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Proceedings Paper

Design Of A New High Precision Computer Numerical Control
Author(s): Douglas J. Sweeney; George F. Weinert
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Paper Abstract

The purpose of this project is to produce a generic high precision computer numerical controller (CNC) for use on microinch- and sub-microinch-resolution machine tools at the Lawrence Livermore National Laboratory. In order to fully utilize the potential of these machine tools, the CNC must include the ability to use multiple feedback sensors on each machine axis, incorporate corrections for quasistatic geometric errors (such as straightness, and squareness), be able to function over a relatively large range of motion (in excess of 60 inches per axis), and be able to produce motion updates at a rate sufficient to take advantage of the high bandwidth of the servo systems. At present, no commercially available CNC can presently meet all of the resolution, feed rate, and length of travel requirements of these machines. In order to minimize the complexity of the system, and thereby increase its reliability and maintainability, the programming was done in a high level language. The number of processors was kept as small as possible while still maintaining the performance requirements. We also used commercially available hardware in preference to building, in order to increase both reliability and maintainability. Special emphasis was given to making the CNC's operator interface as friendly as possible. We have completed a prototype control. We plan to install and test it in 1988.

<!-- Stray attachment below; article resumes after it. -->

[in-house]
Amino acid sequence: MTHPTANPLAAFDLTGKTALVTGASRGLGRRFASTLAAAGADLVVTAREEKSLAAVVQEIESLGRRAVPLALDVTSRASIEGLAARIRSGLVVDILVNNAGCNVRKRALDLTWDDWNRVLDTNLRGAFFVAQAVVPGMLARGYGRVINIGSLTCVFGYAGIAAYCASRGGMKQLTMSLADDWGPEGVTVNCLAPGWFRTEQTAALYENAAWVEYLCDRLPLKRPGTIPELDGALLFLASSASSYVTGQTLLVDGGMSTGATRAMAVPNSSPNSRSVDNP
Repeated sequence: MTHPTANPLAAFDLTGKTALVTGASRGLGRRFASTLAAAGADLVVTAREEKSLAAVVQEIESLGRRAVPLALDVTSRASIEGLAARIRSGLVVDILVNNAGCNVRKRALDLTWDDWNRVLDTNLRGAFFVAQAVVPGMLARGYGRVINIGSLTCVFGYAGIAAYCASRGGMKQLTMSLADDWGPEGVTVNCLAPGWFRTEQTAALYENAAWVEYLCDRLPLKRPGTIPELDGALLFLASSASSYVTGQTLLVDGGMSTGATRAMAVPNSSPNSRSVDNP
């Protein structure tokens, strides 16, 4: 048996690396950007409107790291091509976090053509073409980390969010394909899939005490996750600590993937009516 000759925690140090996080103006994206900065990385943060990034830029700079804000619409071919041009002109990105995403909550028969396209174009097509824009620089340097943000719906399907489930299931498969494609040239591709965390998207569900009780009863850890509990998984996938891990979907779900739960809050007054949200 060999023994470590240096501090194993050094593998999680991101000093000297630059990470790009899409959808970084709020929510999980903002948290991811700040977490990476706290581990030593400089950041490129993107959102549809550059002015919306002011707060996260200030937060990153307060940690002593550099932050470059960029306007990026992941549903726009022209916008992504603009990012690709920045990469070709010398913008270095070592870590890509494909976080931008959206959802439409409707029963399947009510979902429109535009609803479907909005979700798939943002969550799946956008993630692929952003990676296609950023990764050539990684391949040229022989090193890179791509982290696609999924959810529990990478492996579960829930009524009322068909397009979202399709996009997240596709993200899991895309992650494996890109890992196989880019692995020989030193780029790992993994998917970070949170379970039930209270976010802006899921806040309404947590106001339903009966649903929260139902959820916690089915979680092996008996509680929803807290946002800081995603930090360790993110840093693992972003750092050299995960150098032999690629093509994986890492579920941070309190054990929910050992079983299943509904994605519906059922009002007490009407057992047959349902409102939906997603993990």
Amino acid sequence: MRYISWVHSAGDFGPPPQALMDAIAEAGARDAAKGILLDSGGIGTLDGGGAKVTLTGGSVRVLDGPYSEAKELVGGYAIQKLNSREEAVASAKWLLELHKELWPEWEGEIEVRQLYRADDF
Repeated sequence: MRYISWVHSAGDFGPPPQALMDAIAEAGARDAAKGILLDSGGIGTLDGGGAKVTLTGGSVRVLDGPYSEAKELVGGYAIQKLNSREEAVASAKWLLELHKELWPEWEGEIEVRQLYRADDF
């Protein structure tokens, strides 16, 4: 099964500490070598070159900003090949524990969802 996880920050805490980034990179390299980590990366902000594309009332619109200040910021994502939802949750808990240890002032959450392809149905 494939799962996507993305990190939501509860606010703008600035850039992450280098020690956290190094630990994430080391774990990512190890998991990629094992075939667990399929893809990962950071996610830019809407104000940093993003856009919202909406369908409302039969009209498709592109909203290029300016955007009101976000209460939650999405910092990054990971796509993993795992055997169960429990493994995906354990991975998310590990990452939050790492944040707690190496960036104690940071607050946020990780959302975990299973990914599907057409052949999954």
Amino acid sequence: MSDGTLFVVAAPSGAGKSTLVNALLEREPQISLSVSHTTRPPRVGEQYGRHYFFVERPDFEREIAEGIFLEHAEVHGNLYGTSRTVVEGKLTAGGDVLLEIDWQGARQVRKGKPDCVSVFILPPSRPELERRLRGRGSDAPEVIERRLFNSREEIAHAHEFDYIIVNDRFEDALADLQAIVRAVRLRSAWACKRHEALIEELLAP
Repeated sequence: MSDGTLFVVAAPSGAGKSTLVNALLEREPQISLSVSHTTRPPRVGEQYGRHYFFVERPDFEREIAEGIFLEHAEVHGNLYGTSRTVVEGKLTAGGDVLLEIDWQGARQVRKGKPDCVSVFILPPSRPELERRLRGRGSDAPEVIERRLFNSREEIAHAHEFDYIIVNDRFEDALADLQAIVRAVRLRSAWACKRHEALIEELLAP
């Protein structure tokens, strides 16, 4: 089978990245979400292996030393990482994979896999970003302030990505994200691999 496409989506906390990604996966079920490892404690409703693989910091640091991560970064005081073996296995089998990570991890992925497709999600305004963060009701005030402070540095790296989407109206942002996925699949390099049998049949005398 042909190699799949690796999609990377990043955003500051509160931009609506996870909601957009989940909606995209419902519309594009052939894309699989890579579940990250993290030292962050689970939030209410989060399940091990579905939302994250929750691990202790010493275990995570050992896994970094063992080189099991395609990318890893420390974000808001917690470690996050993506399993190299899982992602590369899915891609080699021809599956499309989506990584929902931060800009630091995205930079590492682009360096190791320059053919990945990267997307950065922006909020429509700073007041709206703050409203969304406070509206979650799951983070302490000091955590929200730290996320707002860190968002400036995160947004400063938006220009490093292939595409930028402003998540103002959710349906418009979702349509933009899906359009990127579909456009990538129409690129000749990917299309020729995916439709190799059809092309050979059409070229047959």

Paper Details

Date Published: 29 January 1989
PDF: 4 pages
Proc. SPIE 0966, Advances in Fabrication and Metrology for Optics and Large Optics, (29 January 1989); doi: 10.1117/12.948048
Show Author Affiliations
Douglas J. Sweeney, Lawrence Livermore National Laboratory (United States)
George F. Weinert, Lawrence Livermore National Laboratory (United States)


Published in SPIE Proceedings Vol. 0966:
Advances in Fabrication and Metrology for Optics and Large Optics
Jones B. Arnold; Robert E. Parks, Editor(s)

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